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Aussie Para-swimming stars in form at the Para World Series

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Image: Wade J Brennan

 

Australia’s best Para-swimmers have made a sensational return to competition at the Melbourne 2022 Para Swimming World Series.

 

In the first major meet for the Australian Dolphins and future Dolphins since the Tokyo Paralympics last August, Australia’s best Para-swimmers did not disappoint.

Tokyo bronze medallist Keira Stephens has dominated the pool and set her sights on the Birmingham 2022 Commonwealth Games.

The 18-year-old claimed three gold medals at the meet, including the women’s 50m freestyle splash and dash, which she won in 29.81.

“I’m happy with another win and another strong performance after racing many events,” Stephens told Paralympics Swimming.

Stephens upgraded the bronze she won in the women’s 100m breaststroke SB9 in Tokyo for a gold.

She held off a strong challenge from her training partner Ruby Storm (S14) to win the multi-class final in 1:19.37.

Her hattrick came in the women’s 200m individual medley where she shaved three seconds off her time in the heats to hit the wall first in 2:36.77.

“I’m excited the IM is in my events for the Commonwealth Games in Birmingham,” Stephens said.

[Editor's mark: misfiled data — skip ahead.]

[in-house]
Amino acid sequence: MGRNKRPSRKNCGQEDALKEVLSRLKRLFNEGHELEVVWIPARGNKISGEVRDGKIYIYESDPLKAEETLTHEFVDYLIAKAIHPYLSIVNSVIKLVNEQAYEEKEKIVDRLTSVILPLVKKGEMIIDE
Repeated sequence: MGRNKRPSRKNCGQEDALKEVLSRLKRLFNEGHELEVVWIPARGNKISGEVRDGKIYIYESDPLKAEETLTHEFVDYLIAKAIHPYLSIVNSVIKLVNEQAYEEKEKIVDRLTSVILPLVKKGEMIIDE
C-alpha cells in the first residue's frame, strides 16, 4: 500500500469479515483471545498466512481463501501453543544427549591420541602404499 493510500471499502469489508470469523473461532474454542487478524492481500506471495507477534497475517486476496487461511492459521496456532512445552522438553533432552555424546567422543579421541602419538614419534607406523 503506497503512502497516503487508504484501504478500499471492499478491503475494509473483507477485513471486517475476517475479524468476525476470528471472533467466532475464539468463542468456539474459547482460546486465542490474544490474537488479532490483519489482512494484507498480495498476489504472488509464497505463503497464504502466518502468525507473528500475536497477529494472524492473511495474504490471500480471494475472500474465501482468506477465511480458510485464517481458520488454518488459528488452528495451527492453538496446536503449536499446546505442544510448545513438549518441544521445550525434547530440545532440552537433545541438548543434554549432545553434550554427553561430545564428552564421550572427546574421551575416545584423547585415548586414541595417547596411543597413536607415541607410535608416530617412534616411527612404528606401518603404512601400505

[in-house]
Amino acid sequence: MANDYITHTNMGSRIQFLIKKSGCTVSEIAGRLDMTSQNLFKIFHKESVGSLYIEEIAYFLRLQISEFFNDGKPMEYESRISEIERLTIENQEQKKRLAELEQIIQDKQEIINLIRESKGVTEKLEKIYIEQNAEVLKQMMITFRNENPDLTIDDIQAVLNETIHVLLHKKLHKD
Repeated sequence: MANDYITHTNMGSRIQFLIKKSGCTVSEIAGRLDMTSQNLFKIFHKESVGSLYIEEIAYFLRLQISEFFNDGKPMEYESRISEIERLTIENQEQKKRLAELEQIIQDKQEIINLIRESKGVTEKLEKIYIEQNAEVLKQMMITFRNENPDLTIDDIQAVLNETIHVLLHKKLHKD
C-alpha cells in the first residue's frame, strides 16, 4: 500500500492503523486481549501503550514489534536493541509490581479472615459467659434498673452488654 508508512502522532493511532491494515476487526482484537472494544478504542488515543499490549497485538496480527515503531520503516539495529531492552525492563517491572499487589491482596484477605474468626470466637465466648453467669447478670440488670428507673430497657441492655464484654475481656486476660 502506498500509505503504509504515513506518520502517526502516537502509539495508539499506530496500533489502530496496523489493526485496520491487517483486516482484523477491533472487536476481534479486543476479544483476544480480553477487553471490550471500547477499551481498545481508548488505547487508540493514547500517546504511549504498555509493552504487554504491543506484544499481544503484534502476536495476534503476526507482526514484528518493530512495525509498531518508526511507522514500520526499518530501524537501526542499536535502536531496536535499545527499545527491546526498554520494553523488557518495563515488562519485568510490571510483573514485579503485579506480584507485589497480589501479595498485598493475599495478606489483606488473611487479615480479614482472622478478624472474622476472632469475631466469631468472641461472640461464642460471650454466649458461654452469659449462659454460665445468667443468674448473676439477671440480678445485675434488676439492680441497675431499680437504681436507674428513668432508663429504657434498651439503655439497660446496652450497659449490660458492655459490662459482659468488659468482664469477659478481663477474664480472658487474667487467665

“I’m practising racing the event while continuing to focus on the 100m breaststroke.”

The women’s 200m individual medley SM10 will be on the program at the Birmingham 2022 Commonwealth Games.

Sprint star Benjamin Hance led the way with a hattrick of gold medals at the three-day event, which started on Friday (18 February) at the Melbourne Sports Complex.

Hance repeated his gold-medal winning performance in the 100m backstroke SB14 in Tokyo with another top podium finish in the multi-class race.

The Paralympic champion landed just outside his world record time to win in 57.67.

The 21-year-old also dominated in the 100m butterfly where he swapped the bronze he won in Tokyo for gold when he hit the wall in 57.03.

The third victory came on the last day in the 200m freestyle in 1:58.94.

The second leg of the 2022 World Series was an important part of the athletes’ preparations for the upcoming Australian national trials.

The event in April is ahead of the World Para Swimming Championships in Madeira and the Commonwealth Games in Birmingham.

“The more I can race between now and the trials and make the most of being healthy, the better,” sprint king and Glasgow 2014 gold medallist Rowan Crothers said.

The double Tokyo Paralympic champion had a dream start to his 2022 campaign with victory in two races.

The 24-year-old repeated his Games win in the fast and furious men’s 50m freestyle.

The S10 swimmer edged out his Tokyo 2020 teammate, Tom Gallagher, to hit the wall in 24.12.

A second gold landed in the men’s 100m freestyle.

The silver medallist from Tokyo in the event led from the start to finish in 54.19, Gallagher was close on Crothers’ heels again to take silver.

Three-time Paralympic gold medallist and Gold Coast 2018 champion Matthew Levy took out the men’s 50m breaststroke SB6 in 37.74, then also went on to win gold in the men’s 100m breaststroke in 1:23.08.

He held off an impressive challenge from his training partner Tim Diskin (SB9), who took silver.

It was a great start to the season for many more of the host nation’s athletes.